1. Education and Communication : Resistance can be reduced through communicating with employees to help them see the logic of a change. This tactic basically assumes that the source of resistance lies in misinformation or poor communication. If employees receive the full facts and get any misunderstanding cleared up, resistance will subside. Communication can be achieved through one-to-one discussions, memos, group presentations, or reports. Does it work? It does, provided the source of resistance is inadequate communication and that management-employee relations are characterized by mutual trust and credibility. If these conditions don’t exist, the change is unlikely to succeed.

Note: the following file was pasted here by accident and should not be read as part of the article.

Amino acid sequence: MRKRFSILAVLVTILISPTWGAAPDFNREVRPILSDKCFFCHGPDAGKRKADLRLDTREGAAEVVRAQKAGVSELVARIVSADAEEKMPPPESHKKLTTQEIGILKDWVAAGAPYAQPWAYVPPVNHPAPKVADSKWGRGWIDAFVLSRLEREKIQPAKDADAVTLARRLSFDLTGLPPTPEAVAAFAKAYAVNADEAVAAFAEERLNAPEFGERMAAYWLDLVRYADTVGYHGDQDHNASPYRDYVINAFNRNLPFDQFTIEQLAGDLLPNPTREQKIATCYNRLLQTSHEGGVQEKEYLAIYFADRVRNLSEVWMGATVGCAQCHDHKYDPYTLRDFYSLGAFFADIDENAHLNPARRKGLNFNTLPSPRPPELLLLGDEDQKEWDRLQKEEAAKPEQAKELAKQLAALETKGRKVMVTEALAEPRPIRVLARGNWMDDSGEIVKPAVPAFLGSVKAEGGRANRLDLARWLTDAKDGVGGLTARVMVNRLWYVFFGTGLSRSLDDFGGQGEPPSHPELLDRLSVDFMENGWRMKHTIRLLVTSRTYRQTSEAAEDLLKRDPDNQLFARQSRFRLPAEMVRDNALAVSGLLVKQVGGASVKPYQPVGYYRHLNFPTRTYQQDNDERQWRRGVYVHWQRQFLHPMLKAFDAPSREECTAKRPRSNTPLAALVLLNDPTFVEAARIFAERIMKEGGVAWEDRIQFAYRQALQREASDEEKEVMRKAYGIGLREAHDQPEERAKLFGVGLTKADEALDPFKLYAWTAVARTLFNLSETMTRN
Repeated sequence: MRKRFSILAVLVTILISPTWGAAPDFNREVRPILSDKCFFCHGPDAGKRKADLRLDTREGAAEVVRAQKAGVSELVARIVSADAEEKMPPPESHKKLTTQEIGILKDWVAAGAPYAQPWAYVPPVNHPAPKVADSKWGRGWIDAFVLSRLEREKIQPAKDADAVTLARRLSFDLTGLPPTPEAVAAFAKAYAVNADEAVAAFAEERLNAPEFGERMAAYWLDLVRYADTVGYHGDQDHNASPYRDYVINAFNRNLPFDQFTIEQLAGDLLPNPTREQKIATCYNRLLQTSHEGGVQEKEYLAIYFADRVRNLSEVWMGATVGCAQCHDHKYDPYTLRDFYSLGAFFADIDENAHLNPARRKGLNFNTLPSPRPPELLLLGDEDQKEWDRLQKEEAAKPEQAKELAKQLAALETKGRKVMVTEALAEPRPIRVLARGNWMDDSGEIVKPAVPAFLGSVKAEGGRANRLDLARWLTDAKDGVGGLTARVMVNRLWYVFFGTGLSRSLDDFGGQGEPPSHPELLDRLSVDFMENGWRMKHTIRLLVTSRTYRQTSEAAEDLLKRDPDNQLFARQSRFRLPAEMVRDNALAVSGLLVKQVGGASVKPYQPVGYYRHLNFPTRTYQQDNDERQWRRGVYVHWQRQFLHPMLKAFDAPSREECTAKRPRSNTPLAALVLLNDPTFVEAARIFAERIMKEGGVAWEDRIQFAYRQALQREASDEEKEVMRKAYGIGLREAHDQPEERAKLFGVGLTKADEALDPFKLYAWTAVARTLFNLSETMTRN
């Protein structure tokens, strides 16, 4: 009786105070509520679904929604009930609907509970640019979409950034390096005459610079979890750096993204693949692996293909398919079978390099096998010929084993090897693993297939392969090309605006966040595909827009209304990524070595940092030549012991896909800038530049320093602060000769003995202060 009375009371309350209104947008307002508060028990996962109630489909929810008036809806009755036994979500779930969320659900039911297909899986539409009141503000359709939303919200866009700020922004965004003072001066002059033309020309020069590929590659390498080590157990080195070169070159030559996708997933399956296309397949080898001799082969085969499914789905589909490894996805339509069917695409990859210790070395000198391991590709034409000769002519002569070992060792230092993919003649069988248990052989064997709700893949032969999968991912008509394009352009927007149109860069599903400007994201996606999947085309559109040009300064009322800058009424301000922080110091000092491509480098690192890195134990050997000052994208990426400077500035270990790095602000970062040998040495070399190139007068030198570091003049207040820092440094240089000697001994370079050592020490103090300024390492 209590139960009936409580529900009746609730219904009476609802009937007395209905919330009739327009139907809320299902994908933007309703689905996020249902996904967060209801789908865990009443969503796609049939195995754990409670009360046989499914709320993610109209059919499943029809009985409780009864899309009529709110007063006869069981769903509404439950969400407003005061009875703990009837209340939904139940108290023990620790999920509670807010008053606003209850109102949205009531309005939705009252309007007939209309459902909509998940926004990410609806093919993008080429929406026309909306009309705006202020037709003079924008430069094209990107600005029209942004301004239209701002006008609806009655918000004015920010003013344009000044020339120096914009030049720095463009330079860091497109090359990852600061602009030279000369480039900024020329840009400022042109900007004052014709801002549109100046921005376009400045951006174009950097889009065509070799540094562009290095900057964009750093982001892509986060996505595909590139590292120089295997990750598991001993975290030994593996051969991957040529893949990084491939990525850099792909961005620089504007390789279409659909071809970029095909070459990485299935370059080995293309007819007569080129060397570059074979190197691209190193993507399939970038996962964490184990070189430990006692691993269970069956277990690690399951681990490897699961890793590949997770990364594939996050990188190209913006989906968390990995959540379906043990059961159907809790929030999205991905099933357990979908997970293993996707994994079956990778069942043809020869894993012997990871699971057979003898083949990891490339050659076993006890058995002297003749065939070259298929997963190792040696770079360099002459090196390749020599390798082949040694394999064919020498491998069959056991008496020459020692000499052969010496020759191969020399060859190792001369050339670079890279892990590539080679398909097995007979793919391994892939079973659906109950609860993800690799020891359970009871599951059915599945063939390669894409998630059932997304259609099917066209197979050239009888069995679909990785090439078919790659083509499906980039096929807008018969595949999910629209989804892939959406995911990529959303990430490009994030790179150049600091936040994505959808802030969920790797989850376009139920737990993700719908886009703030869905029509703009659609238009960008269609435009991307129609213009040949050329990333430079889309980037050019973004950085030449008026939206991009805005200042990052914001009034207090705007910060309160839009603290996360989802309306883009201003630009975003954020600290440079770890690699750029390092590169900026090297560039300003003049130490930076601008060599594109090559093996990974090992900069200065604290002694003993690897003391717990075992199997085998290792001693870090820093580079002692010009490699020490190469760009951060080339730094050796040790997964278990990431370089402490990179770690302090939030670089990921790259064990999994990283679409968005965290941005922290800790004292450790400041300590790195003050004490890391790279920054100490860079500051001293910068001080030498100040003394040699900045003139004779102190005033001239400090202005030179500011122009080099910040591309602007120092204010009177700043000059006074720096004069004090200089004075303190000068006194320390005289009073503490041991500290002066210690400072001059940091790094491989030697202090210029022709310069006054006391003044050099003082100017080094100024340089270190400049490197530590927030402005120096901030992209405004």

2. Participation and Involvement : It is difficult for individuals to resist a change decision in which they would have participated. Prior to making a change, those opposed can be brought into the decision process. People can be encouraged to help design and implement the change in order to draw out their ideas and to foster commitment. Participation increases understanding, enhance feelings of control, reduces uncertainty and promotes a feeling of ownership when change directly affects people.
  3. Facilitation and Support : If employees are provided with encouragement, support, training, counseling and resources adapt to new requirements easily. By accepting people’s anxiety as legitimate and helping them cope with change, managers have a better change of gaining respect and the commitment to make it work.